Kathy’s journey to restored sight began after her cataract surgery in the fall of 2023. The procedure that she expected would improve her vision did not deliver the results that she was expecting and led to the discovery of underlying vision issues.

“After my cataract surgery, everyone kept asking me, have you seen the bright lights? Have you seen the bright colors? And I was like…no,” Kathy recounted.

After surgery, swelling persisted in her cornea, and her physician, Dr. Ketcherside, explained that she had Fuchs corneal dystrophy. Fuchs dystrophy is a disease that affects the innermost layer of cells in the cornea. Oftentimes, it is not diagnosed until later in life, and many patients require a cornea transplant to restore clear vision. For Kathy, the answer to restored sight would be the gift of cornea donation and transplantation from two eye donors.

Transplant recipient, Kathy

Kathy is so grateful for the gift of restored sight from her donors.

While Kathy was anxious about the surgery, Dr. Ketcherside explained the procedure, reassuring her that it was safe and generally successful. With a newfound sense of hope, Kathy received her first partial-thickness corneal transplant on her right eye in October and a second of the same type of transplant on her left eye in November. In a partial-thickness transplant, only a thin layer of cells that have stopped working in the recipient’s cornea are replaced with donor tissue. The result for many patients is a less invasive procedure, and quicker healing time.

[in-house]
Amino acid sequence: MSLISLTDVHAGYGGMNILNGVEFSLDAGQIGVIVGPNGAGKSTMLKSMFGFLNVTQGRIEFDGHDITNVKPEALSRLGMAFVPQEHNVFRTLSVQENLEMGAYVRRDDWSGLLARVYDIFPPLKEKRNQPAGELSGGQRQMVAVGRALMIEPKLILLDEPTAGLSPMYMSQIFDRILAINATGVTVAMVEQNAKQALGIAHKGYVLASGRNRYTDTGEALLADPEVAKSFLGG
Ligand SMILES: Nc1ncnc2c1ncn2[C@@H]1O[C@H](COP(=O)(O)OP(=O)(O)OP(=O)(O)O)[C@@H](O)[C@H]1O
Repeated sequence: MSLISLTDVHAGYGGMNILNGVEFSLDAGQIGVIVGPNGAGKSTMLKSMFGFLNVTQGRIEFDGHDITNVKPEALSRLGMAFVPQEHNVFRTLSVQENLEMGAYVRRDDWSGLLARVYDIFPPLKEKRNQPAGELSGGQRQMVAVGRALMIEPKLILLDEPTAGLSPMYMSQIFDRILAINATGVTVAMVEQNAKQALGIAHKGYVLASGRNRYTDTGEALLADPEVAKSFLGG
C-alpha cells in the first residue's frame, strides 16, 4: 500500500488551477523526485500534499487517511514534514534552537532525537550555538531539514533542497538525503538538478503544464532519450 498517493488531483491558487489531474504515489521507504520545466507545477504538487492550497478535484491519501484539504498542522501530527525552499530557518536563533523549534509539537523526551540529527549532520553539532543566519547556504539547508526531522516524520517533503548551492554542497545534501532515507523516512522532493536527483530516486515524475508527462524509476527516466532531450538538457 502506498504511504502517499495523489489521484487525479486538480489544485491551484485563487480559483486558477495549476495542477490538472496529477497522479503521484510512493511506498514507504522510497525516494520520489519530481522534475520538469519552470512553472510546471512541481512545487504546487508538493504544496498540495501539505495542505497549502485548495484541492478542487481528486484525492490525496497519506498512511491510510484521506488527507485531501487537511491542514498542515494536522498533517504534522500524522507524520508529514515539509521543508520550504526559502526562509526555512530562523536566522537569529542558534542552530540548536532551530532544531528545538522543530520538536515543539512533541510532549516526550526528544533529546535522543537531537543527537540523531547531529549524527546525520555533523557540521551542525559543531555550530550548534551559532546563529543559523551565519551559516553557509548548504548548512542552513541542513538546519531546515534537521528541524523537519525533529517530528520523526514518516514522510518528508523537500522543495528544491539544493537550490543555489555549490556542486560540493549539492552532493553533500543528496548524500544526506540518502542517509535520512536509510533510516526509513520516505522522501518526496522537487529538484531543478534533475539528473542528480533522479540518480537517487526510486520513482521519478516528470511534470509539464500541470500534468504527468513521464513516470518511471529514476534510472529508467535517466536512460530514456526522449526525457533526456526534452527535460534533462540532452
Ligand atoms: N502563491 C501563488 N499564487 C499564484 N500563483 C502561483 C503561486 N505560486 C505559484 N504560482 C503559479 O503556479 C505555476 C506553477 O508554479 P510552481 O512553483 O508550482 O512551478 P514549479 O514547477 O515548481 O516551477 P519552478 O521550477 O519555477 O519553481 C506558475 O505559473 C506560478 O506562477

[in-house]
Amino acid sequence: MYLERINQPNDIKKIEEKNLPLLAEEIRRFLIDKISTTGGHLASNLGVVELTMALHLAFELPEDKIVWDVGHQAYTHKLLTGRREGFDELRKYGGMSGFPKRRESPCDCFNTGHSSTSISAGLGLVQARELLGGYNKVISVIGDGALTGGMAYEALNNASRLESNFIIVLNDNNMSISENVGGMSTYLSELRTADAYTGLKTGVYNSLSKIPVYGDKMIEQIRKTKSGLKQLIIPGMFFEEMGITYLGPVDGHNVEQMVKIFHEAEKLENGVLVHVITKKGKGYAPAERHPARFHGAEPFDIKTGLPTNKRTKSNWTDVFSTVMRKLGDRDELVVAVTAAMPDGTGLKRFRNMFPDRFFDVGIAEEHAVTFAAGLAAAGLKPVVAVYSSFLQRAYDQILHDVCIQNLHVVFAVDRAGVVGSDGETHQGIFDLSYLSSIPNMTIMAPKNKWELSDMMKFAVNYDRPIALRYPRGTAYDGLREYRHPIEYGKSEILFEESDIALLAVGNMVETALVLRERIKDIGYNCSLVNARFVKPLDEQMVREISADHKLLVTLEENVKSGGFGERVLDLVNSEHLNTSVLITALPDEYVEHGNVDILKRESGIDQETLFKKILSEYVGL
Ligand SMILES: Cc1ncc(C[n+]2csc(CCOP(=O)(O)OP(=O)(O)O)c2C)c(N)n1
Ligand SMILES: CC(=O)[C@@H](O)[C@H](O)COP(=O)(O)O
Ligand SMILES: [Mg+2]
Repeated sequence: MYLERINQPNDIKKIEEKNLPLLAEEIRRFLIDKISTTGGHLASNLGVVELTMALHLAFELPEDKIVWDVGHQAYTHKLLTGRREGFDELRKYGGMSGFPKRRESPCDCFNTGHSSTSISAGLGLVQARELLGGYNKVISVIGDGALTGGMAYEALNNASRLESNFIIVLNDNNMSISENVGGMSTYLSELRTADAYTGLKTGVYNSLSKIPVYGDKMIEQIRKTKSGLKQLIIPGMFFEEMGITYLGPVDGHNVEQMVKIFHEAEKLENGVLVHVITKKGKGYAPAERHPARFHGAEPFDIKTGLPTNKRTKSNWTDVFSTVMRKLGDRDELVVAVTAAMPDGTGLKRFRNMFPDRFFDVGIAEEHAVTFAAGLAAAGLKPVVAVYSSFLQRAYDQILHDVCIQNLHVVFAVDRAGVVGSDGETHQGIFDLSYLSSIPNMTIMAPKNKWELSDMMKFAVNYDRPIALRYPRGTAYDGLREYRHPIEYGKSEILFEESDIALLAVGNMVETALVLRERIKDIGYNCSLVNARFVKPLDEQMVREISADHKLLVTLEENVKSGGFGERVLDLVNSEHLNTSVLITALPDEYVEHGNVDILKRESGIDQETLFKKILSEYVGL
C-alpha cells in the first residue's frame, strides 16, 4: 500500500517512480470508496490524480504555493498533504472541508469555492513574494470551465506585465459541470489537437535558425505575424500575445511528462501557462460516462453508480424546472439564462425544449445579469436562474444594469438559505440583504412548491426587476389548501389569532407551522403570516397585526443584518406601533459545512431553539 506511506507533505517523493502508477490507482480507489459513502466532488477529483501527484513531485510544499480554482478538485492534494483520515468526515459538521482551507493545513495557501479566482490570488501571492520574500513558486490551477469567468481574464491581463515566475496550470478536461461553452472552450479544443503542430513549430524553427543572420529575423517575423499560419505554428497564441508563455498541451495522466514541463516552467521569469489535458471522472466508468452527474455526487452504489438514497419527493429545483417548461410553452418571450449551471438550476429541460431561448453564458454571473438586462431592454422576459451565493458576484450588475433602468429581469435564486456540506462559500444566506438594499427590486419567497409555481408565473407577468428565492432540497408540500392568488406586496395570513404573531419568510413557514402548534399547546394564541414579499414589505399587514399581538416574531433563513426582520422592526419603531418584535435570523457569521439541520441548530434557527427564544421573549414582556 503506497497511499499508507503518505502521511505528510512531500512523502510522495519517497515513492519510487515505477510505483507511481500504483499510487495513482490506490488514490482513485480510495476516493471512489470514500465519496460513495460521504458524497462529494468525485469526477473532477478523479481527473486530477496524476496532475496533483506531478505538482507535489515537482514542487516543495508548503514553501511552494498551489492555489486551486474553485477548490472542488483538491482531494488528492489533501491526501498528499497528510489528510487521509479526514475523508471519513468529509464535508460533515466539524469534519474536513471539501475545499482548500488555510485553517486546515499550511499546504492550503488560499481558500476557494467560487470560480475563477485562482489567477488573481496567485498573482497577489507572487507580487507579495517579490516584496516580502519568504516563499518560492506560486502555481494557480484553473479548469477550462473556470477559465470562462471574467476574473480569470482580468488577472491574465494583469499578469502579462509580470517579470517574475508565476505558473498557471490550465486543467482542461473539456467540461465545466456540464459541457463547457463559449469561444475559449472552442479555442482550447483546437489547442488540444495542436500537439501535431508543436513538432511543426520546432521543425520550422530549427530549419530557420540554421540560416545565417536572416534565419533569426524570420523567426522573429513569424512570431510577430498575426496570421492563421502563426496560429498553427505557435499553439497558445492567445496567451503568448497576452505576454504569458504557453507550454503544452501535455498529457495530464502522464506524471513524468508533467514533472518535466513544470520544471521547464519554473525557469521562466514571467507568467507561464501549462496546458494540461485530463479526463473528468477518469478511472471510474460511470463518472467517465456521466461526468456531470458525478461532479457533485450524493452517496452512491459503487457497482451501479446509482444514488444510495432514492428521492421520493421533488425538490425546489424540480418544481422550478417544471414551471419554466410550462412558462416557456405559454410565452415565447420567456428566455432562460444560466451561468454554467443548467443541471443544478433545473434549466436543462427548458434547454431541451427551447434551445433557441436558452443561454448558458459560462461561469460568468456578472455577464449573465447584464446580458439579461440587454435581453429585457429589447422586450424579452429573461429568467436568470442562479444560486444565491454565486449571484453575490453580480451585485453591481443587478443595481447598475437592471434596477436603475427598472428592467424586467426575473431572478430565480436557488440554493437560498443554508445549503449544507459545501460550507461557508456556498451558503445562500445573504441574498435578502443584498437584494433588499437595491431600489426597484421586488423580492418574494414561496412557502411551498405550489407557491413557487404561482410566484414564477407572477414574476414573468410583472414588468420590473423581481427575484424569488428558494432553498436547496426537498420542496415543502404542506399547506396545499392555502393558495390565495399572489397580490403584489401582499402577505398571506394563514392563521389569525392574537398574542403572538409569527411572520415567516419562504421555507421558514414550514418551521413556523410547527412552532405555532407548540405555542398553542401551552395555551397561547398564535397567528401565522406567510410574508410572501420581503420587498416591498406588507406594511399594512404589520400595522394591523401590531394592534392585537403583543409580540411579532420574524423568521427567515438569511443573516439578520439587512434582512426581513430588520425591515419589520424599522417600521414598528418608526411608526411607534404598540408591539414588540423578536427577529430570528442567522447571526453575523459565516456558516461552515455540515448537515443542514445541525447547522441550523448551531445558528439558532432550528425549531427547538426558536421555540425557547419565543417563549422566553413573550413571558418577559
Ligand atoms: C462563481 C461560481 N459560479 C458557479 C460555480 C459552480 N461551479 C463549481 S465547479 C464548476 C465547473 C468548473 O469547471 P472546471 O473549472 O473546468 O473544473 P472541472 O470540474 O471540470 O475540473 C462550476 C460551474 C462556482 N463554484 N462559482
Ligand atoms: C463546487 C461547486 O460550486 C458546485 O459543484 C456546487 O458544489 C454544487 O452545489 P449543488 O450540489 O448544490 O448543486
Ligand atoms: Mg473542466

When the stitches came out from her first transplant, Kathy experienced a remarkable change while watching television.

“All of a sudden, the black and whites were just brighter on the show we were watching on television,” said Kathy. “The other eye was more like looking through a light sepia color.”

Since receiving her transplants, Kathy has resumed hobbies like quilting and enjoys more daily independence. Before her surgeries, Kathy would rely on her husband, Steve, to read small print and drive. Now, she and Steve are back to some of their favorite time together, watching the night sky.

“My husband and I like to watch meteors,” said Kathy. “I was having trouble pinpointing the smaller stars and planets. After the transplant, we saw a big meteor at the same time, and it was a ‘woah’ moment.”

Kathy is grateful for the gifts of sight that her donors have given to her.

“It’s just been a miracle,” remarked Kathy. “It’s just opened up a whole new world.”